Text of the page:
Several years ago, a group of neighbors came together to preserve one of Oklahoma City’s oldest known open spaces.
Memorial Park, located along Classen Boulevard at NW 36th Street, was scheduled for a city-funded makeover. While neighbors welcomed rehabbing the 15-acre park, a primary issue was ensuring renovation efforts echoed the venue’s historical character.
Originally called Putnam Park, the area was renamed following World War I to honor veterans. In 1927, its prominent fountain was unveiled to the public. Over the years, the large park featured a pool, playground, Shakespeare garden and tennis courts.
Georgie Rasco, Neighborhood Alliance of Central Oklahoma (NACOK) executive director, recalls attending the city’s parks department public meeting as neighbors, community leaders and school officials offered valuable input.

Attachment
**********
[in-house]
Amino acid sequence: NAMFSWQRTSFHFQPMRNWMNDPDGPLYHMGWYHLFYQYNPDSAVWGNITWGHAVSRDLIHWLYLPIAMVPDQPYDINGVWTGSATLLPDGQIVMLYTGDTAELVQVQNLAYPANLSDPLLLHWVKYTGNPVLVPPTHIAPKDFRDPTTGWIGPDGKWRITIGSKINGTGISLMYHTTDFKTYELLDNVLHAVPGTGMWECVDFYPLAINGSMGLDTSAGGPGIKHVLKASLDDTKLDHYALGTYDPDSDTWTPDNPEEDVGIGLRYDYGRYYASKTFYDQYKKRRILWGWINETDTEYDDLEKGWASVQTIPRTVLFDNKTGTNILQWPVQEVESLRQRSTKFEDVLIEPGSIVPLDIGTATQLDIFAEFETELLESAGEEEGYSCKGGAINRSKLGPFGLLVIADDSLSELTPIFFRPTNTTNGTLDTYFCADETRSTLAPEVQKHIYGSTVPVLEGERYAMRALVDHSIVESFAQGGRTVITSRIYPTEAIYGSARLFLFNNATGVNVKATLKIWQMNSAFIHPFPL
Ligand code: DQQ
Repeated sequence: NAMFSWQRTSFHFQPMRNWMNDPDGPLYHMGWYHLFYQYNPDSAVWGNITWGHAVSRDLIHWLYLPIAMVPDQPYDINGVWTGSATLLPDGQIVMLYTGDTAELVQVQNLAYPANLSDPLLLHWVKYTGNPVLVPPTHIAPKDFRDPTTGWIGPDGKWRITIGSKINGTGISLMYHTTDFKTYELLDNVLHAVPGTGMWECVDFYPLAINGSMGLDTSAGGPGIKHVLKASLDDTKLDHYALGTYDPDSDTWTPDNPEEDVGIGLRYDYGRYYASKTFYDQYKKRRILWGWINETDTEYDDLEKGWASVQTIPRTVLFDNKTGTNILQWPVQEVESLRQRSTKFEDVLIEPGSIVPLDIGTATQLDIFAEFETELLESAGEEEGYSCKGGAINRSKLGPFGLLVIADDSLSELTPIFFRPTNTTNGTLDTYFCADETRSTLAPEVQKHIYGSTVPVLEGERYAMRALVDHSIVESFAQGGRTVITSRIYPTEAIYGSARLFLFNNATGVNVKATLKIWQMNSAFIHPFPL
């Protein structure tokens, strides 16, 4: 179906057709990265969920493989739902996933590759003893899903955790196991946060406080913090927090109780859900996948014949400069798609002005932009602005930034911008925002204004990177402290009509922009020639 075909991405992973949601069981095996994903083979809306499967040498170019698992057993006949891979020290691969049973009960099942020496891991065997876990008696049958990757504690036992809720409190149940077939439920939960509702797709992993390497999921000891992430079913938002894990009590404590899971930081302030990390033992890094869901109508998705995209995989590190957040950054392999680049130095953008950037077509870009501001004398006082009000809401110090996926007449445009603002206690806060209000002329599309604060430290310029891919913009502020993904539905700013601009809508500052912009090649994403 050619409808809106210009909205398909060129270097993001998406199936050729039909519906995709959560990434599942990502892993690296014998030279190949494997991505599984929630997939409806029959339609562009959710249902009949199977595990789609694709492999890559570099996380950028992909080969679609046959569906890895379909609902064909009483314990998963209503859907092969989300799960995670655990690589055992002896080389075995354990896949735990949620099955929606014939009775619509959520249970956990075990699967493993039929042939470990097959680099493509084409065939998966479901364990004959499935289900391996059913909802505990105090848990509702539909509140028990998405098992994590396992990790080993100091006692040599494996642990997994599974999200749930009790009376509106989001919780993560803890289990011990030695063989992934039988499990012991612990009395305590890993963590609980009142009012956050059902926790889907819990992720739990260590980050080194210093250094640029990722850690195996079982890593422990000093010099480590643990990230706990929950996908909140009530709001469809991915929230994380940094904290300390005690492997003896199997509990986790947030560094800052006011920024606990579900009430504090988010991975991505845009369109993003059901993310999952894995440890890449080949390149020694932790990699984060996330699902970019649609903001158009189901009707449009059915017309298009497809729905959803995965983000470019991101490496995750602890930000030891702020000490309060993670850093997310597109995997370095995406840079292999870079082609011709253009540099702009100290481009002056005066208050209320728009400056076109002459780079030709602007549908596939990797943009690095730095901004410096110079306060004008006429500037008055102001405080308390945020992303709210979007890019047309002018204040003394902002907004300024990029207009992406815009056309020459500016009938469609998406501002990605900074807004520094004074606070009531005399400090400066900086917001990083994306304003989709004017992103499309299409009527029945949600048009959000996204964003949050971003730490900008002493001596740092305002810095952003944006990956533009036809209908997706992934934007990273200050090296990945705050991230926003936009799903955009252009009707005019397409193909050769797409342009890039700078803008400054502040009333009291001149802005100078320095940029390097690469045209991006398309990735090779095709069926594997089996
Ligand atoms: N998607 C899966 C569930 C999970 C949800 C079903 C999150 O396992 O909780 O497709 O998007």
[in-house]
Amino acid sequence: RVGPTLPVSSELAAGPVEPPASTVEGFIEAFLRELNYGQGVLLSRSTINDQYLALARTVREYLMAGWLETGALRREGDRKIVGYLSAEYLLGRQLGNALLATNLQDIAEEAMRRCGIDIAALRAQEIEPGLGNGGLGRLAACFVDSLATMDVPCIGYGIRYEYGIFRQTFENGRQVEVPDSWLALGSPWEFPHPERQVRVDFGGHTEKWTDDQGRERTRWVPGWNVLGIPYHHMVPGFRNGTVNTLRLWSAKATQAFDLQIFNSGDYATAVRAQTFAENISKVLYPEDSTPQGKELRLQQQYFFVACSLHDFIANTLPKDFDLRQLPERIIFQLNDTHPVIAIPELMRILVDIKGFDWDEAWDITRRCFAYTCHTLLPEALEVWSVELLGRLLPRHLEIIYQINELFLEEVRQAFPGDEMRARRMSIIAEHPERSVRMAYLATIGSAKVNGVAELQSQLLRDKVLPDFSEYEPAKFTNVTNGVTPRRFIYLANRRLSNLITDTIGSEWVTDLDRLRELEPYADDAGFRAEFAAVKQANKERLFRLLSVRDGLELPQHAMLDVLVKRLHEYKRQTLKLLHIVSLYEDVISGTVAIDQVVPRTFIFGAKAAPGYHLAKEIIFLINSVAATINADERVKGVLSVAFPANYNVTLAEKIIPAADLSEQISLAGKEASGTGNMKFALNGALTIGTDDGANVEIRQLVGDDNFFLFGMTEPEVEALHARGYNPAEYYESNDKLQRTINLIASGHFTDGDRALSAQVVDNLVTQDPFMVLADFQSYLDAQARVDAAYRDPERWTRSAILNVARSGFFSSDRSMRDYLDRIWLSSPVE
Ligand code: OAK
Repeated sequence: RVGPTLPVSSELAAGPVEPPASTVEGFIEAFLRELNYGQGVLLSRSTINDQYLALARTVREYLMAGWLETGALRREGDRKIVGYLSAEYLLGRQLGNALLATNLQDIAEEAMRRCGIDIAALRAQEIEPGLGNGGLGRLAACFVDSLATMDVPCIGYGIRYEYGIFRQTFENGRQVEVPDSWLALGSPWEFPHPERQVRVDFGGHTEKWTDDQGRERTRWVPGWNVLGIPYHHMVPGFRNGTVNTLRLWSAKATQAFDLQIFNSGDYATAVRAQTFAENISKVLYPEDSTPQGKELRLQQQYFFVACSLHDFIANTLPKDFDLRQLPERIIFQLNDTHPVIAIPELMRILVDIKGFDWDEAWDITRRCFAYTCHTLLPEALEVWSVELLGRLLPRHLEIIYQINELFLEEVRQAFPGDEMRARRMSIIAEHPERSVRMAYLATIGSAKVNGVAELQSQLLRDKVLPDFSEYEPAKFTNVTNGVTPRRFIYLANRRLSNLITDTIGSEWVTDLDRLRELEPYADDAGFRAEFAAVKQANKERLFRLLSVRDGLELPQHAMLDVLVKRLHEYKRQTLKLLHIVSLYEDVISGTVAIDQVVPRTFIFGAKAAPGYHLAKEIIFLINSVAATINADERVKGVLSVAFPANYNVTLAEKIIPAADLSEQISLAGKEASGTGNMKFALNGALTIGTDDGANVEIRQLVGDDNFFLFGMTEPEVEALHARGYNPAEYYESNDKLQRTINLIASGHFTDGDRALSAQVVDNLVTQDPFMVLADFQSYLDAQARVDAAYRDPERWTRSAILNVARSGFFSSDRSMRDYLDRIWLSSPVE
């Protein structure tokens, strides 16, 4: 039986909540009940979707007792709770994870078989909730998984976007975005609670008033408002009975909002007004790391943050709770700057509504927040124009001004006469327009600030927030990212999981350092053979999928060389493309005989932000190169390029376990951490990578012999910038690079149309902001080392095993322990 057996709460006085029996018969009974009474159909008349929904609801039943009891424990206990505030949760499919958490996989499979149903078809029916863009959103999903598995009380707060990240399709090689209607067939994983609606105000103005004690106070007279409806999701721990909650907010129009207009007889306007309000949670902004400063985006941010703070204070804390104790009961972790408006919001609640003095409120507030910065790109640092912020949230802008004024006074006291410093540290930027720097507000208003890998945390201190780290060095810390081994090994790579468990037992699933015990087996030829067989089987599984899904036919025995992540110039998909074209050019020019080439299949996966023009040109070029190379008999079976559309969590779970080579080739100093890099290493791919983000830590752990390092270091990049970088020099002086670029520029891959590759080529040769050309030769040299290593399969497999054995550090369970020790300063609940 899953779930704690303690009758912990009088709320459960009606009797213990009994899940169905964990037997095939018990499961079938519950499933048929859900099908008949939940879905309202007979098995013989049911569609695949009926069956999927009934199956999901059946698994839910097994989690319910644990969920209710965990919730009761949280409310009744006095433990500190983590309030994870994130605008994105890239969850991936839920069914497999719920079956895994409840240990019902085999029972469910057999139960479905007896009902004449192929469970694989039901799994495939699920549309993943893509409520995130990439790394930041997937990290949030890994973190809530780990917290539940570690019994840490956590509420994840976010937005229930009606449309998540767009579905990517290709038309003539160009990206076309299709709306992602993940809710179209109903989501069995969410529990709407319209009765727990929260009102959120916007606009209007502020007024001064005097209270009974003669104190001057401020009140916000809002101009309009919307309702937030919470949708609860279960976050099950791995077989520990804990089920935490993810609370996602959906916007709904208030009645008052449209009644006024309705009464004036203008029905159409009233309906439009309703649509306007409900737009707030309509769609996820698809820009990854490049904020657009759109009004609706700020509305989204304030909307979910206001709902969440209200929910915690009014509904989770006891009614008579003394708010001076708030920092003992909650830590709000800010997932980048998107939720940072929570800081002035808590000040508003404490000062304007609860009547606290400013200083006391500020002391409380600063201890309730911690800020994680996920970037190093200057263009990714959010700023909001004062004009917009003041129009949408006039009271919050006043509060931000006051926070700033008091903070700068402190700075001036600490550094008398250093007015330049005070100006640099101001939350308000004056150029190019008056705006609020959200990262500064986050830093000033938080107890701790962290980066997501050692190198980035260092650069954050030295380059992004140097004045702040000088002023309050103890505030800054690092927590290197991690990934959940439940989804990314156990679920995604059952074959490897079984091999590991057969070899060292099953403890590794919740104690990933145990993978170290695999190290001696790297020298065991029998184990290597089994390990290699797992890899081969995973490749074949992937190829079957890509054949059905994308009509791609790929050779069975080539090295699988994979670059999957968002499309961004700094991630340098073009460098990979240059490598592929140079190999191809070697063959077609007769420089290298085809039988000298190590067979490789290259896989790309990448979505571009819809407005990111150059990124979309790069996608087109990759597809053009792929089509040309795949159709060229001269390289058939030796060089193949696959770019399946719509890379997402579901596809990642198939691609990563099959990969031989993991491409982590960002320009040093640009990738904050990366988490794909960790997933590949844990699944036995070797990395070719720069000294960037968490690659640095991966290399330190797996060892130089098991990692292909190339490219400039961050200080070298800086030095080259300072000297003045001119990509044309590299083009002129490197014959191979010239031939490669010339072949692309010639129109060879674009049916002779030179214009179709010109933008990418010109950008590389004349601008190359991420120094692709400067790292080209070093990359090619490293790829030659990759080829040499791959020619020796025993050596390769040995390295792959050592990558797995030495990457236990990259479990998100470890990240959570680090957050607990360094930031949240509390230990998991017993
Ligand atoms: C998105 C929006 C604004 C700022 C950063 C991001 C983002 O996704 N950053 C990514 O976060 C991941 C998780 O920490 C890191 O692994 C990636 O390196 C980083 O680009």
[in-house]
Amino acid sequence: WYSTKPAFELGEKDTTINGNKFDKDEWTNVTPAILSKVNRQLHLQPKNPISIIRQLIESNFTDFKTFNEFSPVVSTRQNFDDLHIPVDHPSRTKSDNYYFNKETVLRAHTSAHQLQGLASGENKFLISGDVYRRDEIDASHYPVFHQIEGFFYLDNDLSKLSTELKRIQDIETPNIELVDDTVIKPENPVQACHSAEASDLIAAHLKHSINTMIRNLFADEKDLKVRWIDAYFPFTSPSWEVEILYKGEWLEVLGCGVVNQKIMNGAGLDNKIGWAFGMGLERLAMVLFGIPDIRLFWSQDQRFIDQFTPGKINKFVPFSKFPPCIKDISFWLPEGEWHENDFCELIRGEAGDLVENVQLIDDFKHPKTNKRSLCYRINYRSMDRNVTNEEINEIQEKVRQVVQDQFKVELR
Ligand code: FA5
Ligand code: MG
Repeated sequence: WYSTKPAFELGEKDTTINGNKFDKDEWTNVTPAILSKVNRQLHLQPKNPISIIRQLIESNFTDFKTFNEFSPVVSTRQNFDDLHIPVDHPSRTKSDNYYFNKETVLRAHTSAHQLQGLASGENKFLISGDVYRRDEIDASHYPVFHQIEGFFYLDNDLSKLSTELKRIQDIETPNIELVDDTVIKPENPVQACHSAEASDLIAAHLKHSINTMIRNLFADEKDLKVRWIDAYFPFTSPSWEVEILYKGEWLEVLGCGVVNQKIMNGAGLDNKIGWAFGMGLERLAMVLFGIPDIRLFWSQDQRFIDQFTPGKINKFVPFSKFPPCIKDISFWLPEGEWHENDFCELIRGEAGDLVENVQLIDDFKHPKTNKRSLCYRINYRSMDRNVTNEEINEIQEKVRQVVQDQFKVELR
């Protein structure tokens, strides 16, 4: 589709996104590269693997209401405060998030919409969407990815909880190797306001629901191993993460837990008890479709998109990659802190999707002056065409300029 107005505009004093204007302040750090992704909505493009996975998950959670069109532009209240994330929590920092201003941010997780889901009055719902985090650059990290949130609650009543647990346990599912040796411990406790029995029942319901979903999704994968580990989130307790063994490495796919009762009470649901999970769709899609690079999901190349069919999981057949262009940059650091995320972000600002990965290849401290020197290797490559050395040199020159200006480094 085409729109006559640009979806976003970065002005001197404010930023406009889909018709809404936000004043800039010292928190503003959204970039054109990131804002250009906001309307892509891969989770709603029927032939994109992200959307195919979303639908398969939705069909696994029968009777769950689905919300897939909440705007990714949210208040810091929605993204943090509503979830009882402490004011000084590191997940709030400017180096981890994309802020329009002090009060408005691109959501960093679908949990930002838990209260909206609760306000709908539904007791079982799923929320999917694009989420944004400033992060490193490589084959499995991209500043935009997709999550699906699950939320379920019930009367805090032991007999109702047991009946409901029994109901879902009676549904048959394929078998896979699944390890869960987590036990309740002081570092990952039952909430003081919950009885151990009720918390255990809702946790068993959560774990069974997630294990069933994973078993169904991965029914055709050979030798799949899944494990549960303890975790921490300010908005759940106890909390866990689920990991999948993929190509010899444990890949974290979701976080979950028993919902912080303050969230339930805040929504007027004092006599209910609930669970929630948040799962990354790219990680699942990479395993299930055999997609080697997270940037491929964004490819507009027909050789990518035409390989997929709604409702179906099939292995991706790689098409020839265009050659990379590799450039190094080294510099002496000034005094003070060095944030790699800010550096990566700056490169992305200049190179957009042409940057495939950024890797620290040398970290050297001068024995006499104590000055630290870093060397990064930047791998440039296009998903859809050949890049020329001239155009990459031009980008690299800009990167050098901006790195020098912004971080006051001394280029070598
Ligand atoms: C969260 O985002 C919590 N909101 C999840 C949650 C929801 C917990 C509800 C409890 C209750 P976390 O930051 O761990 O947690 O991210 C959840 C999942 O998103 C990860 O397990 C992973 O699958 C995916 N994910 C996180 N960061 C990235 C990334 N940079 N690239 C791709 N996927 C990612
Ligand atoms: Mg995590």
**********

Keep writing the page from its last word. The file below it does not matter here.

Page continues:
Last year, Memorial Park reopened after $1.8 million in general obligation bond funds helped restore it. Today, parents push strollers along wide walking paths that guide visitors around a restored fountain and grounds.
“I think back to the public meeting, and exactly what the public called for happened in this park,” Rasco said as she discussed the power of citizen engagement.
NACOK’s mission is to motivate metro neighborhood residents to be involved in shaping their communities. As the city readies to present its next general obligation bond program, neighbors play an important role in determining the list of projects.
“No one knows more about the neighborhoods than the citizens,” said Kristy Yager, City of Oklahoma City public information director. “This is the first time we are specifically going out and asking people what they want to see in this next bond issue.”